Newswise — When Disney-Pixar's animated feature film "Coco" took home two Academy Awards on March 4 — for Best Animated Feature Film and Best Original Song — there were two proud California State University alumni clutching the golden statue.
Lalo Alcaraz, a San Diego State University alumnus who served as a cultural consultant for the film, worked alongside producer, Darla K. Anderson, who also went to San Diego State.
The film, which has grossed $740 million worldwide, tells the story of Miguel Rivera, a young boy who finds himself among his ancestors in the Land of the Dead on Dia de los Muertos, or Day of the Dead. San Jose State University playwriting alumnus Luis Valdez voiced the boy's uncle, Tío Berto.
Alcaraz, who graduated from San Diego State in 1987 with a bachelor's degree in art and environmental design, thinks the Academy's recognition could help transform the way animators and future filmmakers highlight and represent diversity in Hollywood.
Said Anderson during her Oscars acceptance speech: "'Coco' is proof that art can change and connect the world, and this can only be done when we have a place for everyone and anyone who feels like 'an other' to be heard."
We spoke with Alcaraz about working on the film and how San Diego State helped prepare him for his career.
Calstate.edu: Congratulations on an outstanding win! What might the success of "Coco" mean to future films, particularly animated films?
Lalo Alcaraz: I find that most major studio animated films just avoid characters of color as a rule and only use them as tokens, basically using only one or two in a whole project, if even that. Or they prefer to have animal characters over black and brown characters. And if they do include a Latino character in a story, there is no guarantee that a Latino would actually voice the role.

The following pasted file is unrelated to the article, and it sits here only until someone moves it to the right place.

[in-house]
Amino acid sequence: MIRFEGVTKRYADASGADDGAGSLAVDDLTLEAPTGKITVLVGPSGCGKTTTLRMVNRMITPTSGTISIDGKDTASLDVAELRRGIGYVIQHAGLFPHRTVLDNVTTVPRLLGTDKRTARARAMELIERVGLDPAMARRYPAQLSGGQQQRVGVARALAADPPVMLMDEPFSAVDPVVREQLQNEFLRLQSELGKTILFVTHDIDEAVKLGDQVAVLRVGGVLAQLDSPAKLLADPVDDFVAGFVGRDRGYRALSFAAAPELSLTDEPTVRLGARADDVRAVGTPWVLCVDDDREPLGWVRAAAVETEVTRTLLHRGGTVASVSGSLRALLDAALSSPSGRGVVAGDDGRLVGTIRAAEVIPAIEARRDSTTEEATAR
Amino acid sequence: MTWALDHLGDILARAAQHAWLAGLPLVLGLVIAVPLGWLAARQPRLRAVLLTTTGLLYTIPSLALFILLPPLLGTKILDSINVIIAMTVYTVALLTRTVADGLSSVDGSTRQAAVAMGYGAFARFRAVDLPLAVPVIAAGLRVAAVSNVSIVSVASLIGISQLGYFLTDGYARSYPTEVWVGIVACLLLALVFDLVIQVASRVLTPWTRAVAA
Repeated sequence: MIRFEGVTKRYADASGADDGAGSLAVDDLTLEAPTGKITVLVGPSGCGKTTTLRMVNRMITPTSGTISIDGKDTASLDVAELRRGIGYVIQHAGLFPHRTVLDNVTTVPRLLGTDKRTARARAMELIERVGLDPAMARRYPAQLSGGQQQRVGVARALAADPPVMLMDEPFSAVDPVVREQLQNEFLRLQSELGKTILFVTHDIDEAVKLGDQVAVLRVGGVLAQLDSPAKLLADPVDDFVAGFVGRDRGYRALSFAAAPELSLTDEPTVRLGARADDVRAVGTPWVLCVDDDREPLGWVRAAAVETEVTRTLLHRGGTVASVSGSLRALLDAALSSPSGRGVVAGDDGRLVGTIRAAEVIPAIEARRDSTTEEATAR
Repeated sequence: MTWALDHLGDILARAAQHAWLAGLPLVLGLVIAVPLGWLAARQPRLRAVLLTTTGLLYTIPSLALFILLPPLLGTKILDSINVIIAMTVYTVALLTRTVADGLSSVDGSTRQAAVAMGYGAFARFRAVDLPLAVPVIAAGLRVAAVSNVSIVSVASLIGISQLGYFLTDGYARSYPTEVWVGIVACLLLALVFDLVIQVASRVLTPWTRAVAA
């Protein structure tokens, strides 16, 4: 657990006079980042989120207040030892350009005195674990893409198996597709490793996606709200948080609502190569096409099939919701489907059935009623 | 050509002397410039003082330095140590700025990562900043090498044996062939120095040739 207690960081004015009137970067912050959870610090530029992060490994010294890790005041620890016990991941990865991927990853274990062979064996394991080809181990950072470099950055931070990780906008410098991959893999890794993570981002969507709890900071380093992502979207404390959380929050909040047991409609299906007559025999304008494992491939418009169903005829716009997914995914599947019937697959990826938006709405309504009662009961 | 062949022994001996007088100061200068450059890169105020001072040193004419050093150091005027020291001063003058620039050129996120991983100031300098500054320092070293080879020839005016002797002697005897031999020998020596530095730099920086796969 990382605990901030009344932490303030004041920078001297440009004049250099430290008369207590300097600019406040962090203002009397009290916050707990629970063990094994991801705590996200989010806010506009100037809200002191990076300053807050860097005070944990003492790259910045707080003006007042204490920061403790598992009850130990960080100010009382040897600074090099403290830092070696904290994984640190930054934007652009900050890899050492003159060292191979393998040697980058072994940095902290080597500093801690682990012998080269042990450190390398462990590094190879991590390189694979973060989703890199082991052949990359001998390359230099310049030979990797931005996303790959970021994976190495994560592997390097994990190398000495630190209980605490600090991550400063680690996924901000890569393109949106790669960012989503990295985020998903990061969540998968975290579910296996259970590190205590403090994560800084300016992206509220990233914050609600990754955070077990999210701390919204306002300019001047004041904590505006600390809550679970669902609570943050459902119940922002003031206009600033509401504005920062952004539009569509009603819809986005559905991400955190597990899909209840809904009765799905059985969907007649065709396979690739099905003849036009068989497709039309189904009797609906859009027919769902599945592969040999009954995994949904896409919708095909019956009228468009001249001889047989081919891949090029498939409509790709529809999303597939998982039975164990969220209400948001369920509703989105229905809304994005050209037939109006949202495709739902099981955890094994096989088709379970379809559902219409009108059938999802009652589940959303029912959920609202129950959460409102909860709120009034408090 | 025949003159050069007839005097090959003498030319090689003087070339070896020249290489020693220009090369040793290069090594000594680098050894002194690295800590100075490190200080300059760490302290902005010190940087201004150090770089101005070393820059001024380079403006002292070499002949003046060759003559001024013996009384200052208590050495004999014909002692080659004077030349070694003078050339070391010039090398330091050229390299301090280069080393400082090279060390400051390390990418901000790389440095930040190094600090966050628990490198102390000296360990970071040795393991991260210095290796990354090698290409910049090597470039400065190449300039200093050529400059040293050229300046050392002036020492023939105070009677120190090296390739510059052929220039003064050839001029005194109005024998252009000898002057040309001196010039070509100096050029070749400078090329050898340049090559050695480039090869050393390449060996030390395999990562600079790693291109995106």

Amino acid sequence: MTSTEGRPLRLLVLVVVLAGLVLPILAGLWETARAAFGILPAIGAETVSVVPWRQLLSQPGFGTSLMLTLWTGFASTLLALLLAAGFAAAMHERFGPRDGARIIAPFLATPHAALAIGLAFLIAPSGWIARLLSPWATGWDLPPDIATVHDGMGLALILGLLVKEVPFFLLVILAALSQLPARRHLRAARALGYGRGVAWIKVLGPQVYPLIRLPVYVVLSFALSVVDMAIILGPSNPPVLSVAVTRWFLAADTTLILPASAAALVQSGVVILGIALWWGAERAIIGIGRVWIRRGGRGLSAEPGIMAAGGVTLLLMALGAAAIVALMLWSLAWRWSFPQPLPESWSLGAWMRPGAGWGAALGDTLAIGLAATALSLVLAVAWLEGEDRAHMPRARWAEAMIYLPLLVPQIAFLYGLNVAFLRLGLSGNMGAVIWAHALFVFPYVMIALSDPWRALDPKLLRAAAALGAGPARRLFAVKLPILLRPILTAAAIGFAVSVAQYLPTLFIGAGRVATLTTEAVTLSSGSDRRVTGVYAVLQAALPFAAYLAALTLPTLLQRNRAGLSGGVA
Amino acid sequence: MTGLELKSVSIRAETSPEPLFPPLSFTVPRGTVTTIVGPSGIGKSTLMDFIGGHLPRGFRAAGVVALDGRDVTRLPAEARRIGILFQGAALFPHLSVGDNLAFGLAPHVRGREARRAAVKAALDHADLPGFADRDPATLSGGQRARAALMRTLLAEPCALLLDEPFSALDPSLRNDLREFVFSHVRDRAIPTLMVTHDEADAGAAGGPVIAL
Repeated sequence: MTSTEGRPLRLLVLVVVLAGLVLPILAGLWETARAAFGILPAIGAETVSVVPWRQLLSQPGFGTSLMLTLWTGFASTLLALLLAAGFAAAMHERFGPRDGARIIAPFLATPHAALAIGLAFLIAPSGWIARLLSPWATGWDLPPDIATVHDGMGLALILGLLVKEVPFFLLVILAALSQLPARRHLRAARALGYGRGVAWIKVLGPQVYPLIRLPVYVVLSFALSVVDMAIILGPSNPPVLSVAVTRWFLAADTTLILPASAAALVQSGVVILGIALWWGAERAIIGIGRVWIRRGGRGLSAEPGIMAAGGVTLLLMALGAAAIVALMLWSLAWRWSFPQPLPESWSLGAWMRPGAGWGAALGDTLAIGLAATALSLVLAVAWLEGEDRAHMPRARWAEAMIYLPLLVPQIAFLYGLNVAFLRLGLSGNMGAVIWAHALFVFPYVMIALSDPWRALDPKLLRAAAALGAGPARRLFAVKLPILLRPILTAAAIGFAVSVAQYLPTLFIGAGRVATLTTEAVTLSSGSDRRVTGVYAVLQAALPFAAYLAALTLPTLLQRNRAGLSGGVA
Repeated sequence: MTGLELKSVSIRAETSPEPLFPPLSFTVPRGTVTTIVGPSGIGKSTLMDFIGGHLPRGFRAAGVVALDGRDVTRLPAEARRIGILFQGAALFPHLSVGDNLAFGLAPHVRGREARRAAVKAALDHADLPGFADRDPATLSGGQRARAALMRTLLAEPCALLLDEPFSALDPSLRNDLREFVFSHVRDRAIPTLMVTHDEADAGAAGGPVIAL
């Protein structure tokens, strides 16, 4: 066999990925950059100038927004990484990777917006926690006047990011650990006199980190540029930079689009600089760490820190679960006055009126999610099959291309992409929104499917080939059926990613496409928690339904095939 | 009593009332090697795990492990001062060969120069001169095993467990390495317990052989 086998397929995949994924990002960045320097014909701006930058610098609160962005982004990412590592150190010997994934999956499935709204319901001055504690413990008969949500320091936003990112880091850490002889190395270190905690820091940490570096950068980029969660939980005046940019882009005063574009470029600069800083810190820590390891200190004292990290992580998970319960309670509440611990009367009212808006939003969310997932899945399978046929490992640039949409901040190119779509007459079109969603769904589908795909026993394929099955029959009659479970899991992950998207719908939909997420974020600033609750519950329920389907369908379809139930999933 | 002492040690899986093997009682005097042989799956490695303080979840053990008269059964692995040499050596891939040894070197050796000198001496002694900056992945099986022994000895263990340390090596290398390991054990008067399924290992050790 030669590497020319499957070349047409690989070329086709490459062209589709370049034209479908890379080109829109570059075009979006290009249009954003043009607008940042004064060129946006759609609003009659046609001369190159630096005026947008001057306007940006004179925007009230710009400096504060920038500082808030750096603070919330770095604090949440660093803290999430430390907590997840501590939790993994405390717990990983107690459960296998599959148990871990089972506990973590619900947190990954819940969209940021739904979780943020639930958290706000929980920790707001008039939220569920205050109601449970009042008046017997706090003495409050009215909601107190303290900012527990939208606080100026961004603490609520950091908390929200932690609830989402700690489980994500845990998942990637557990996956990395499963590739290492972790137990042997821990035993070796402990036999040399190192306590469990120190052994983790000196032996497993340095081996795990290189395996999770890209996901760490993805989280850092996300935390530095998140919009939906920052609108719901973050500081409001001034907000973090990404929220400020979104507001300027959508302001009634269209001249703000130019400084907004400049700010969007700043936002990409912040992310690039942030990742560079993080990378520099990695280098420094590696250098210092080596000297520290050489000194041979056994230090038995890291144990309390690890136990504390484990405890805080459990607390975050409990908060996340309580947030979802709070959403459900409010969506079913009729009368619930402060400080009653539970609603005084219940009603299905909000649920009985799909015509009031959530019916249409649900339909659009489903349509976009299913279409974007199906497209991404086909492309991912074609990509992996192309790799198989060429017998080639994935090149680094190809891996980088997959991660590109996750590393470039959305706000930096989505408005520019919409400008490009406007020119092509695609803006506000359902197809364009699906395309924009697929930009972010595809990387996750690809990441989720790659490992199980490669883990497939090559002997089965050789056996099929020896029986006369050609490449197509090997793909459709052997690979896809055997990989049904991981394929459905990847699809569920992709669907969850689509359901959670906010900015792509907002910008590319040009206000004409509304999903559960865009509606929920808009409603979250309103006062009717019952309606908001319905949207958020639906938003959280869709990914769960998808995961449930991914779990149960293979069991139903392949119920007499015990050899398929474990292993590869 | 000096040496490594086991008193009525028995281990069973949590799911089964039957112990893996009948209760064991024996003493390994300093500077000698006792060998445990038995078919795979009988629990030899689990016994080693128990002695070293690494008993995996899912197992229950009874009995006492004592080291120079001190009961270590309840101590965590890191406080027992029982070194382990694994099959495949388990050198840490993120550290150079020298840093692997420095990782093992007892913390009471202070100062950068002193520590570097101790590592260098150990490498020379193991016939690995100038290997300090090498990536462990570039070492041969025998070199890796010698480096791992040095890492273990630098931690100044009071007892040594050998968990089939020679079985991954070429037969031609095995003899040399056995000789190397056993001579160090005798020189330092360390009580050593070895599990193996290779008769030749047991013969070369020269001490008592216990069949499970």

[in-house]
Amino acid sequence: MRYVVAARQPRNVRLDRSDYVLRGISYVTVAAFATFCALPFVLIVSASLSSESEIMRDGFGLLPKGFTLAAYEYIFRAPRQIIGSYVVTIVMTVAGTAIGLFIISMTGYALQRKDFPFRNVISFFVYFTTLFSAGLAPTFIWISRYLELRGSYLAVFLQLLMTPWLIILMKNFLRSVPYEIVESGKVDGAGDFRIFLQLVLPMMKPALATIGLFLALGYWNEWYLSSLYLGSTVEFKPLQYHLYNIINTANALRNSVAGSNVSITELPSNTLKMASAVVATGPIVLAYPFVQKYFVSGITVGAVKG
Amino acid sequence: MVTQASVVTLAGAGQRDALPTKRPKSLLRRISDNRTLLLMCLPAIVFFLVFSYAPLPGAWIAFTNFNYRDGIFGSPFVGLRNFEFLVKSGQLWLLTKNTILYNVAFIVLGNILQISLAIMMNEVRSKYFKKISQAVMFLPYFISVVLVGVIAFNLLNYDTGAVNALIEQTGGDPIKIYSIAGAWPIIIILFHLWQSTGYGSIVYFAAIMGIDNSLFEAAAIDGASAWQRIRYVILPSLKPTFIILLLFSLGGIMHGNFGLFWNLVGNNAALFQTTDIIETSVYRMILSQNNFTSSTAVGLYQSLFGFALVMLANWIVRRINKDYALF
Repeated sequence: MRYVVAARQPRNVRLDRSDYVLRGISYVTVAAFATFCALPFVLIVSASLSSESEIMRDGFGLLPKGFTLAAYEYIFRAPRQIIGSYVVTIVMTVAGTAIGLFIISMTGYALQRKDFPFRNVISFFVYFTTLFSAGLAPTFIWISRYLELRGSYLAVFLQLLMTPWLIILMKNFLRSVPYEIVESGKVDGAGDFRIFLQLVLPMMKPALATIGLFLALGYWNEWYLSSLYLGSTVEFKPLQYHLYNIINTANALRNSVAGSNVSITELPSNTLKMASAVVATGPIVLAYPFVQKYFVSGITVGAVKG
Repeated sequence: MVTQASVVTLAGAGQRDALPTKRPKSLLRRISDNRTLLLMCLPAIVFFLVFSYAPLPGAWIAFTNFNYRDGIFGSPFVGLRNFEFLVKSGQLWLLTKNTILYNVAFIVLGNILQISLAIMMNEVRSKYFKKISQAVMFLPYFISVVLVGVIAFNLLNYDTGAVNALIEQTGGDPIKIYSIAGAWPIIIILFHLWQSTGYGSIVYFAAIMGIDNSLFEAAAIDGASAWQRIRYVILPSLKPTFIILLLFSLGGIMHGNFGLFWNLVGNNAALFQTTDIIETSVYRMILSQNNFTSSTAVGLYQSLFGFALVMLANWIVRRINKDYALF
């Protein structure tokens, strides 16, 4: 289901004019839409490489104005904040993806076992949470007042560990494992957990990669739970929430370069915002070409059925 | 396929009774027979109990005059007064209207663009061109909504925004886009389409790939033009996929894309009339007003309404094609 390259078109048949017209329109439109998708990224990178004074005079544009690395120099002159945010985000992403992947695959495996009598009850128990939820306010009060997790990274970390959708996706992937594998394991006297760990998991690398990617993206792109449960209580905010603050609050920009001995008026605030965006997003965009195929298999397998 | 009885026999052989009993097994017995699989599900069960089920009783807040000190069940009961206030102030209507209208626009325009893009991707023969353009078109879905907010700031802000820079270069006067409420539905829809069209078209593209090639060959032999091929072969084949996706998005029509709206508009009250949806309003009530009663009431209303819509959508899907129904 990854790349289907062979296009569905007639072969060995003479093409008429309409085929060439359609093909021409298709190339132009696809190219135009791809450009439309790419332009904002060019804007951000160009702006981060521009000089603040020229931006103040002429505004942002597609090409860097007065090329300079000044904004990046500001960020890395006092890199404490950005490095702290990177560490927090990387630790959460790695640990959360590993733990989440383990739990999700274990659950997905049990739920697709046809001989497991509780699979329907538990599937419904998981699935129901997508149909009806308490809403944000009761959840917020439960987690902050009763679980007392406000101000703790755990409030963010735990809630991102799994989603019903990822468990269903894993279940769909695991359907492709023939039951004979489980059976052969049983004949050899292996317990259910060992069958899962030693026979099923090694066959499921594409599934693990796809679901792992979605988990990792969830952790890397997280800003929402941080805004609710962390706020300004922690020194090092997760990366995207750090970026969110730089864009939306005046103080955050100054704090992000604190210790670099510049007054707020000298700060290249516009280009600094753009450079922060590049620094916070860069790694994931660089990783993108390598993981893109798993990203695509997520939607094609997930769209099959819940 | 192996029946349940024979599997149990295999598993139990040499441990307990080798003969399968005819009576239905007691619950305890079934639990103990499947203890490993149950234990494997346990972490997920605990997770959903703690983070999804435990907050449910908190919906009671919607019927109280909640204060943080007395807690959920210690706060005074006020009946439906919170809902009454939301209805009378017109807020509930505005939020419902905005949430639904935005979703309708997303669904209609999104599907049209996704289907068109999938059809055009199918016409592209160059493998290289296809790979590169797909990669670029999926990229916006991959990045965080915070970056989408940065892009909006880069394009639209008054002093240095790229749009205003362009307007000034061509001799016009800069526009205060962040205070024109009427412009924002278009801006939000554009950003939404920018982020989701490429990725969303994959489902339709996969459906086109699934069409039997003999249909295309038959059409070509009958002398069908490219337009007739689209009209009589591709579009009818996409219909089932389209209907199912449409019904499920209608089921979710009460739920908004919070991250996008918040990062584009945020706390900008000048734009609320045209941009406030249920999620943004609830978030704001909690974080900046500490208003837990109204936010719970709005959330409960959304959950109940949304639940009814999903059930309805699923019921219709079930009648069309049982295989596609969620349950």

"[The success of "Coco"] means that studios might not be as leery of cultural stories, or movies where the majority of the characters are black or brown. And it definitely shows that a movie with Mexican/Latino characters can open a big movie around the world in foreign markets. That's a big deal.
Calstate.edu: What were you most excited about when you started working on this film?
Alcaraz: I wanted to ensure that it wasn't a whitewashed version of the Mexican culture, which is the standard Hollywood approach. Pixar had already moved miles toward authenticity before I came on board. We — the consultants —just sharpened the spear.
Calstate.edu: What does being a cultural consultant on a film entail?
Alcaraz: My role was to view the film in its various developing versions and give notes on the language, the dialogue, the music, the characters — anything and everything. [It was my role to] ensure authenticity and proper representation. I also got to advise on the merchandise and review lots of the different items, from clothing to games and toys, the DVD, and theme park attractions.
Calstate.edu: What is your favorite "Coco" scene?
Alcaraz: I love when the dementia-suffering Mama Coco's face lights up in recognition of her father's song. Tears shoot out of my eyes like a firehose. The biggest effect the film has had is unifying families and letting older viewers remember their parents who they may not have thought about in a while.
Calstate.edu: How did San Diego State help prepare you for the animated film industry and for this role?
Alcaraz: SDSU's College of Professional Studies and Fine Arts gave me the foundation to develop my artistic skills and also taught me how collaboration with others is valuable. My college experience in Movimiento Estudantil Chicao de Aztlan [at SDSU] gave me the social conscience to want to help my community. And editorial cartooning at The Daily Aztec taught me how the public reacts to strong political statements.
Calstate.edu: What advice might you offer to current students with aspirations to succeed in the art/animation industry?
Alcaraz: Draw every day, learn techniques of cinema and computer animation, but also get educated and learn how to write and express yourself intelligently! And then draw some more.
Calstate.edu: In your opinion, how can art change the world?
Alcaraz: Art wins hearts and minds every time. It is more effective than war.